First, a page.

The difference, though, is not that Black people are suddenly advocating for it — Black people have been interested in making Juneteenth a holiday for a long time. The difference in this moment is white people in the majority culture are paying attention to it.

How much have faith institutions been involved in the push for Juneteenth as a federal holiday?

Theon Hill. Courtesy photo

Theon Hill. Courtesy photo

A certain segment of the Black church has been supportive of it. It’s not connected with any one denomination, but I think some of your larger Black denominations — the AME, National Baptist Convention, the Progressive National Baptists and Church of God in Christ — would be the most engaged in some of the politics of this.

How should we understand federal holidays or holidays in general as influences on American culture?

I think they offer great opportunity and also great pitfalls. The historian Jacquelyn Dowd Hall said remembrance is always a form of forgetting, and I think that’s a really important acknowledgment to make. In many ways, Juneteenth functions as a metaphor for the U.S. We are proclaiming liberty in 1863 in the Emancipation Proclamation, even while so many people are still languishing under the brutal legacy of chattel slavery. And if you look at it today, what’s going to be our temptation in celebrating Juneteenth? “Look at how far we’ve come,” even while we’ve still got children separated from their parents on the border. Even while we still have human trafficking rampant throughout the U.S., even while we have racial disparities in health, education, employment.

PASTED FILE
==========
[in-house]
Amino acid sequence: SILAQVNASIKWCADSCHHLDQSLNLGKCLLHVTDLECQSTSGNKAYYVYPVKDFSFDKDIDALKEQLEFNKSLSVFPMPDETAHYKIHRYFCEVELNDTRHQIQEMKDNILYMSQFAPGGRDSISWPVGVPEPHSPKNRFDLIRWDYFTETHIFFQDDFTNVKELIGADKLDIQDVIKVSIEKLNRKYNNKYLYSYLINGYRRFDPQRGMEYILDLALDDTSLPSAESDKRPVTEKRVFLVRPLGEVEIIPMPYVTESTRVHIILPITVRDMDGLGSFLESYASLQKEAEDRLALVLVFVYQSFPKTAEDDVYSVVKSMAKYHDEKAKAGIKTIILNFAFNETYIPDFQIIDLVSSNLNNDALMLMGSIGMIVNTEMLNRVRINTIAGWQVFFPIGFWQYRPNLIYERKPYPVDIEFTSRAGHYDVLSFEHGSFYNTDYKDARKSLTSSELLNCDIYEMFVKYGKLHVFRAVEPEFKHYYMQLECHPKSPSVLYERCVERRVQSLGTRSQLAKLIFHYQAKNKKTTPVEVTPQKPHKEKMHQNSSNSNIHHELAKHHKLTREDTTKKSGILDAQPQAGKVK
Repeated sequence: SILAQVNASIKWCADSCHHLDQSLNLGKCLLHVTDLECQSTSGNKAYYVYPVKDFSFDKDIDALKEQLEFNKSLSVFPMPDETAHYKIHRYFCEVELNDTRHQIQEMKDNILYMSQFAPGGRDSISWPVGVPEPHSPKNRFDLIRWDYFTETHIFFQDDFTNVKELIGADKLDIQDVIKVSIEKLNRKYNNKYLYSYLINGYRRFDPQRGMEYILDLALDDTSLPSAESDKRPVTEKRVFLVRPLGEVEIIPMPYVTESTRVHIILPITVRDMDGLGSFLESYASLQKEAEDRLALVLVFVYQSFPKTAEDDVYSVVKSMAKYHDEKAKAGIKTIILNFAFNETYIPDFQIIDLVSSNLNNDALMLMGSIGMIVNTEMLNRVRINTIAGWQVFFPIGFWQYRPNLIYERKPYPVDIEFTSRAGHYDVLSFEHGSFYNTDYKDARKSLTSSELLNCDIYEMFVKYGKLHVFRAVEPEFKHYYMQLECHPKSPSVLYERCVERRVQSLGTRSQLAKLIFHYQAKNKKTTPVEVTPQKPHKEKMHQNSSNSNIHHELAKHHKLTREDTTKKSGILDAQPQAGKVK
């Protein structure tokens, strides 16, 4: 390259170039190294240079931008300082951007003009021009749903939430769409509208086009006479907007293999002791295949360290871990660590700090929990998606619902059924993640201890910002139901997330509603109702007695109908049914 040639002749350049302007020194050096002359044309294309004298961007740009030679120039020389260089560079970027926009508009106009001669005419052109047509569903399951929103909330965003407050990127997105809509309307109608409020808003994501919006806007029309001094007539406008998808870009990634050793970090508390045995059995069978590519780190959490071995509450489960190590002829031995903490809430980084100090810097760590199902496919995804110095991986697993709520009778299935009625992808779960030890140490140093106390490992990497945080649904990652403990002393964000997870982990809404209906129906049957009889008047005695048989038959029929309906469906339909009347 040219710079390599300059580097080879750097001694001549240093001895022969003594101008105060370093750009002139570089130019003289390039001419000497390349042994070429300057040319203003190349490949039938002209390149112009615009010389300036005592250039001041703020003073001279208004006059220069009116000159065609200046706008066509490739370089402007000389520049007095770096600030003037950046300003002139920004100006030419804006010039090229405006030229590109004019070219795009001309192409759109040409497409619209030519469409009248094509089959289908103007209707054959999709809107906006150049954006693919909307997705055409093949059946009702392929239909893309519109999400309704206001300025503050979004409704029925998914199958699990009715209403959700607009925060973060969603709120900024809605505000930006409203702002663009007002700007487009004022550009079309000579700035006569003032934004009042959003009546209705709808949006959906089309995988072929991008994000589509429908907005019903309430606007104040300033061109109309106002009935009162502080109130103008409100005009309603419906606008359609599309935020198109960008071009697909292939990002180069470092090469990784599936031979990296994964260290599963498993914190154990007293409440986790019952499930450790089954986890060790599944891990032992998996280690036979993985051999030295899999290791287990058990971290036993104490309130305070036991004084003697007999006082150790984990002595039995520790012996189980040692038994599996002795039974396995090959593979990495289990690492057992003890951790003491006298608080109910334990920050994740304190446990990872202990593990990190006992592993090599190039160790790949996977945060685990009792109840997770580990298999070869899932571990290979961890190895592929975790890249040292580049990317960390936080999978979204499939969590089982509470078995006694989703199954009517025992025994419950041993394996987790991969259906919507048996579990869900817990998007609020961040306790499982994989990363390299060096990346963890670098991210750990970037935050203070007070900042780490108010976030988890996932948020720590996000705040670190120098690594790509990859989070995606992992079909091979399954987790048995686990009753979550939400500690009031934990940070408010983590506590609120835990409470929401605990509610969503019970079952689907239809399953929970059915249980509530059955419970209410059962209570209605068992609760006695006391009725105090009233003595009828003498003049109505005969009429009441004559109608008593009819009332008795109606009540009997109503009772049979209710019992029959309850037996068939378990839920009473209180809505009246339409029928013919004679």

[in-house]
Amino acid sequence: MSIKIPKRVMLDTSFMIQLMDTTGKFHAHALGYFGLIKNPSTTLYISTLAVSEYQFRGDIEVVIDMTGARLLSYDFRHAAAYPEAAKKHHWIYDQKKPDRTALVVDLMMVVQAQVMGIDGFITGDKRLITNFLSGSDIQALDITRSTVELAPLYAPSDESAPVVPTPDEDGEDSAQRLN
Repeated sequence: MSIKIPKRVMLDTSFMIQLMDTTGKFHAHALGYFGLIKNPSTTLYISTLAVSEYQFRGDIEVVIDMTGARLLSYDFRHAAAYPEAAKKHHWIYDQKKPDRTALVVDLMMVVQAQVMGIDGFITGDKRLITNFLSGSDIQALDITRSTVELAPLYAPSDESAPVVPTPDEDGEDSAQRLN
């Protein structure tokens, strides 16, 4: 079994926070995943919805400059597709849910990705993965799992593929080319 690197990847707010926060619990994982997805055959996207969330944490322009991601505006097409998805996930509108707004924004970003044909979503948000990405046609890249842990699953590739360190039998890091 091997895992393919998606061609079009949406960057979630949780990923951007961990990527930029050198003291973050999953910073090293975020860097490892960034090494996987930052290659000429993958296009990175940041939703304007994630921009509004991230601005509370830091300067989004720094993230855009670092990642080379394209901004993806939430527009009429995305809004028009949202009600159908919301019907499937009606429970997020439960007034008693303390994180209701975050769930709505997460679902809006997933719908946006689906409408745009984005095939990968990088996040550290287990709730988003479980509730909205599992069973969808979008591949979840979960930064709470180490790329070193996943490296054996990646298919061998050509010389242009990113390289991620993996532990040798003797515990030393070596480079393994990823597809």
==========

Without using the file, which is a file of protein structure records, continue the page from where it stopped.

So there’s going to be an opportunity to celebrate, and to turn a blind eye to the very issues that lie at the heart of Juneteenth — the distance between our stated and practiced values.

So if it’s an opportunity for us to question, how does this continue to be true of our nation and how do we need to continue this work, I’m all for it. But if it’s an opportunity for us to turn away from deep-seated inequalities, it becomes a problem, right?

On the great national conversation of Twitter, some people are saying a federal holiday just isn’t enough. There are some suspicions here.

You go back to when Martin Luther King Jr.’s birthday becomes a federal holiday. If you listen to the speech President Reagan gave at the time, he says King represents the dream of America — a society where it’s not the color of the skin, but the content of the character. This becomes a classic conservative move. It ushered in a colorblind ideology that ends up hurting Black people, brown people, racialized minorities. I think that’s the concern that raises eyebrows in this moment.

I think some people are seeing a trajectory. Celebrating the King holiday means we’re finally getting it as a nation. But then we get to the ’90s, and we get Rodney King, Black churches being bombed and destroyed in the South, and we ask, “Have we really changed?”